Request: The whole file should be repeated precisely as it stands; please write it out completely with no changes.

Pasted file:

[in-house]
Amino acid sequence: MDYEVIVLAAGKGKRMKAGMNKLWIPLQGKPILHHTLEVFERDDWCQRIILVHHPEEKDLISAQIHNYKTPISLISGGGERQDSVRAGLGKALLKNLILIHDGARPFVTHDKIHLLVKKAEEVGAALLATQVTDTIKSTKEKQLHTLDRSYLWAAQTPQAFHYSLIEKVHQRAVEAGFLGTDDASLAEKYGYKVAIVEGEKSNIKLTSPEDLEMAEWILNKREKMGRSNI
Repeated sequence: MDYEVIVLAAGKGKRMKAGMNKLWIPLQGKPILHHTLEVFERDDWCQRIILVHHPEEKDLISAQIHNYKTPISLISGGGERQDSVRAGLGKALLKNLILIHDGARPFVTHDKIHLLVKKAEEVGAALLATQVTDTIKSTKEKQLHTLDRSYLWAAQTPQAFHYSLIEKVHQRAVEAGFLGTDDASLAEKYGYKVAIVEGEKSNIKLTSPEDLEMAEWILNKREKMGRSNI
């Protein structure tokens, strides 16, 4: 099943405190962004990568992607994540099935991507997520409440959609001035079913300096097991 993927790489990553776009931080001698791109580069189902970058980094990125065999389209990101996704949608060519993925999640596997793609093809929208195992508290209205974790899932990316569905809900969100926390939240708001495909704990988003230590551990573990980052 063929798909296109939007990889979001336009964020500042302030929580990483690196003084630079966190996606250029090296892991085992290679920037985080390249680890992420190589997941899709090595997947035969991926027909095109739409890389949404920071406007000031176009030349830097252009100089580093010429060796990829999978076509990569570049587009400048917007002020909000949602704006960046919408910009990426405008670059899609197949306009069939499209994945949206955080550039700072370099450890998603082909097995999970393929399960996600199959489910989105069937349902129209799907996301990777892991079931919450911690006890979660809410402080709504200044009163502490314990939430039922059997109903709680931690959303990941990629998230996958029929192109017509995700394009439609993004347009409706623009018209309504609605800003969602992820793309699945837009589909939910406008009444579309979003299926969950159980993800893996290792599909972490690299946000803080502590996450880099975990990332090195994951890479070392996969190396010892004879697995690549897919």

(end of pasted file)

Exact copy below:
[in-house]
Amino acid sequence: MDYEVIVLAAGKGKRMKAGMNKLWIPLQGKPILHHTLEVFERDDWCQRIILVHHPEEKDLISAQIHNYKTPISLISGGGERQDSVRAGLGKALLKNLILIHDGARPFVTHDKIHLLVKKAEEVGAALLATQVTDTIKSTKEKQLHTLDRSYLWAAQTPQAFHYSLIEKVHQRAVEAGFLGTDDASLAEKYGYKVAIVEGEKSNIKLTSPEDLEMAEWILNKREKMGRSNI
Repeated sequence: MDYEVIVLAAGKGKRMKAGMNKLWIPLQGKPILHHTLEVFERDDWCQRIILVHHPEEKDLISAQIHNYKTPISLISGGGERQDSVRAGLGKALLKNLILIHDGARPFVTHDKIHLLVKKAEEVGAALLATQVTDTIKSTKEKQLHTLDRSYLWAAQTPQAFHYSLIEKVHQRAVEAGFLGTDDASLAEKYGYKVAIVEGEKSNIKLTSPEDLEMAEWILNKREKMGRSNI
């Protein structure tokens, strides 16, 4: 099943405190962004990568992607994540099935991507997520409440959609001035079913300096097991 993927790489990553776009931080001698791109580069189902970058980094990125065999389209990101996704949608060519993925999640596997793609093809929208195992508290209205974790899932990316569905809900969100926390939240708001495909704990988003230590551990573990980052 063929798909296109939007990889979001336009964020500042302030929580990483690196003084630079966190996606250029090296892991085992290679920037985080390249680890992420190589997941899709090595997947035969991926027909095109739409890389949404920071406007000031176009030349830097252009100089580093010429060796990829999978076509990569570049587009400048917007002020909000949602704006960046919408910009990426405008670059899609197949306009069939499209994945949206955080550039700072370099450890998603082909097995999970393929399960996600199959489910989105069937349902129209799907996301990777892991079931919450911690006890979660809410402080709504200044009163502490314990939430039922059997109903709680931690959303990941990629998230996958029929192109017509995700394009439609993004347009409706623009018209309504609605800003969602992820793309699945837009589909939910406008009444579309979003299926969950159980993800893996290792599909972490690299946000803080502590996450880099975990990332090195994951890479070392996969190396010892004879697995690549897919």